U.S. National Aeronautics and Space Administration (NASA) has announced that its Juno spacecraft accomplished a close flyby over Jupiter's churning atmosphere this week, successfully completing its 10th science orbit.
The closest approach was on Feb. 7. At the time of perijove, the point in Juno's orbit when it is closest to the planet's center, the spacecraft was about 3,500 kilometers above the planet's cloud tops, according to NASA.
This flyby was a gravity science orientation pass.
During orbits that highlight gravity experiments, Juno is in an Earth-pointed orientation that allows both the X-band and Ka-Band transmitter to downlink data in real-time to one of the antennas of NASA's Deep Space Network in Goldstone in the western U.S. state of California.
All of Juno's science instruments and the spacecraft's JunoCam were in operation during the flyby, collecting data that is now being returned to Earth.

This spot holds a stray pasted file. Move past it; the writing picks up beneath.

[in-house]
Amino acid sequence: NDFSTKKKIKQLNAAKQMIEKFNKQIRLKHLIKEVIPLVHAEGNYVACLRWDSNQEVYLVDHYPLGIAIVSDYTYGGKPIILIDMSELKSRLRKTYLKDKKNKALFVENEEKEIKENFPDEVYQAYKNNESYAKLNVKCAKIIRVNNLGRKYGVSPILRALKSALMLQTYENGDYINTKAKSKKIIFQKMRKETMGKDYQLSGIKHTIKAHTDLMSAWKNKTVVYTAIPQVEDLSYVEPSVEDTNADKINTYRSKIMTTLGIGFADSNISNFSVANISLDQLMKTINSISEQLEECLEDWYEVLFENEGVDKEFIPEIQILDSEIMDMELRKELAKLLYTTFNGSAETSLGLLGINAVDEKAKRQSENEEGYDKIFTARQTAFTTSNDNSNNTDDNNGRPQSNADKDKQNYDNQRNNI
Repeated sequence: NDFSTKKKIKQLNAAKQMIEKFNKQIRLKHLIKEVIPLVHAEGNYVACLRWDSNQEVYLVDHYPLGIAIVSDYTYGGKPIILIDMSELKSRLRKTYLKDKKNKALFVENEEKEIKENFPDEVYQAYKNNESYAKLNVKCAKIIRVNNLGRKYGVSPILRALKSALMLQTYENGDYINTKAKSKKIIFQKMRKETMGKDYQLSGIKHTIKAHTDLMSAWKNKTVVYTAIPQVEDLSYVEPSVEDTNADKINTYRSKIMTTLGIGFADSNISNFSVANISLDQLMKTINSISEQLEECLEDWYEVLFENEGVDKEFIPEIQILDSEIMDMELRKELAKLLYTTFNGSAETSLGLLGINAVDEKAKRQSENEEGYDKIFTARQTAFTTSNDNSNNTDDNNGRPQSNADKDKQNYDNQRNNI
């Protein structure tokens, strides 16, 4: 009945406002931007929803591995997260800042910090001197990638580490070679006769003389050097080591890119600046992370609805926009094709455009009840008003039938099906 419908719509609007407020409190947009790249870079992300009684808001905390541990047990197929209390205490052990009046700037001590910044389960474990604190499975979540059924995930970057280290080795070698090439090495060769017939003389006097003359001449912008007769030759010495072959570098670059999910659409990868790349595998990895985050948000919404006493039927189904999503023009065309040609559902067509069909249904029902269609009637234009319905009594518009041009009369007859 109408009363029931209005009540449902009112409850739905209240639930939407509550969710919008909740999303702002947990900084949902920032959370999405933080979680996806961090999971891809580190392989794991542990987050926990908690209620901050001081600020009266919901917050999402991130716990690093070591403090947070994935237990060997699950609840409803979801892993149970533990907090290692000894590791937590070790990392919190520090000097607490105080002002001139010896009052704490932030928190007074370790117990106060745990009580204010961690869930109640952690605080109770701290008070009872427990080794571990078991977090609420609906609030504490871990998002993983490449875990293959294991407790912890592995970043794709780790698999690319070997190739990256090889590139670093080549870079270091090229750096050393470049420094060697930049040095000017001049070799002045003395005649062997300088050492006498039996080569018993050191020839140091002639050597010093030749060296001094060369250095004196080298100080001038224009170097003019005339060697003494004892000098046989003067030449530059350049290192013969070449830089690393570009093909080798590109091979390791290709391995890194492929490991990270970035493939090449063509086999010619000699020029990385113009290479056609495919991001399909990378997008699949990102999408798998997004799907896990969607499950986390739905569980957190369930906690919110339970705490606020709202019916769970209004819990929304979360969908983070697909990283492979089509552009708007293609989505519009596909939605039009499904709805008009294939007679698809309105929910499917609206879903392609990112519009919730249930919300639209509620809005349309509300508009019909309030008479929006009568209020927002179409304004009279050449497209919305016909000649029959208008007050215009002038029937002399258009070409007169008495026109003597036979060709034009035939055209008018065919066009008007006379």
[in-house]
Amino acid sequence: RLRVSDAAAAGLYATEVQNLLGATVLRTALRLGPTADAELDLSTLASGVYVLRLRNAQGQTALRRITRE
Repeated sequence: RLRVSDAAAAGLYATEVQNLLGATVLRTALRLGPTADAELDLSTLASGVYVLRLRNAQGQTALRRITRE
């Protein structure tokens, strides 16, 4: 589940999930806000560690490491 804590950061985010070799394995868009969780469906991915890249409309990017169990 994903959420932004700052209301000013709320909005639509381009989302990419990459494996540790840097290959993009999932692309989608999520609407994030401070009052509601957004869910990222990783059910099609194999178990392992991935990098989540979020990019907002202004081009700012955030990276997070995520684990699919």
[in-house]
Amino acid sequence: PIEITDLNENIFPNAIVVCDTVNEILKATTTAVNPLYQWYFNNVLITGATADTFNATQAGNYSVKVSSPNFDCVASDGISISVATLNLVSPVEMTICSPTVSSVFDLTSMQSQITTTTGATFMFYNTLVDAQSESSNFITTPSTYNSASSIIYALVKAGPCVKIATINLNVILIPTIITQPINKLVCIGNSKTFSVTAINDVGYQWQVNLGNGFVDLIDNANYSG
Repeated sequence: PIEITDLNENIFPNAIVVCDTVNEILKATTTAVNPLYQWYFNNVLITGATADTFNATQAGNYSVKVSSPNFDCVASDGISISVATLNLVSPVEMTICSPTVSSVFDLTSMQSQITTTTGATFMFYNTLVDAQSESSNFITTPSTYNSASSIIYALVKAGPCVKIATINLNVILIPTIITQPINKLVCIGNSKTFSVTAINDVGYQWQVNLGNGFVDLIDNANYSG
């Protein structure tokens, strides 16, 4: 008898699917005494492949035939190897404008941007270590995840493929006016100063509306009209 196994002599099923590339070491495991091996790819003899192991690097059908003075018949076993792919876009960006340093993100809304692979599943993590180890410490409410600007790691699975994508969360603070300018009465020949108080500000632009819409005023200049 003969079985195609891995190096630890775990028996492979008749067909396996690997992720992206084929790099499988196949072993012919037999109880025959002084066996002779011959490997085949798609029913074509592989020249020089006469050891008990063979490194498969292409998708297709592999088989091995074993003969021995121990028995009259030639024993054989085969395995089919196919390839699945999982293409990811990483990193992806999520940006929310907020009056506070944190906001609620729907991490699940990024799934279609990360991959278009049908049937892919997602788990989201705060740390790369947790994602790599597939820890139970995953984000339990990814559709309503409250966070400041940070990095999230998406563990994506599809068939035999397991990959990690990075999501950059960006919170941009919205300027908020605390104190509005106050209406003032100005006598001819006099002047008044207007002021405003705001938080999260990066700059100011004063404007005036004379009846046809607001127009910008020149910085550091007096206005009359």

Juno's name comes from Roman mythology. The mythical god Jupiter drew a veil of clouds around himself to hide his mischief, and his wife, the goddess Juno, was able to peer through the clouds and reveal Jupiter's true nature.
The spacecraft was launched on Aug. 5, 2011, from Cape Canaveral Air Force Station in the southern U.S. state of Florida. It has been orbiting Jupiter since July 4, 2016, and made its first close flyby of the red spot about a year later. Juno's 9th science pass was in December, 2017.
During its mission of exploration, Juno soars low over the planet's cloud tops. During these flybys, Juno is probing beneath the obscuring cloud cover of Jupiter and studying its auroras to learn more about the planet's origins, structure, atmosphere and magnetosphere.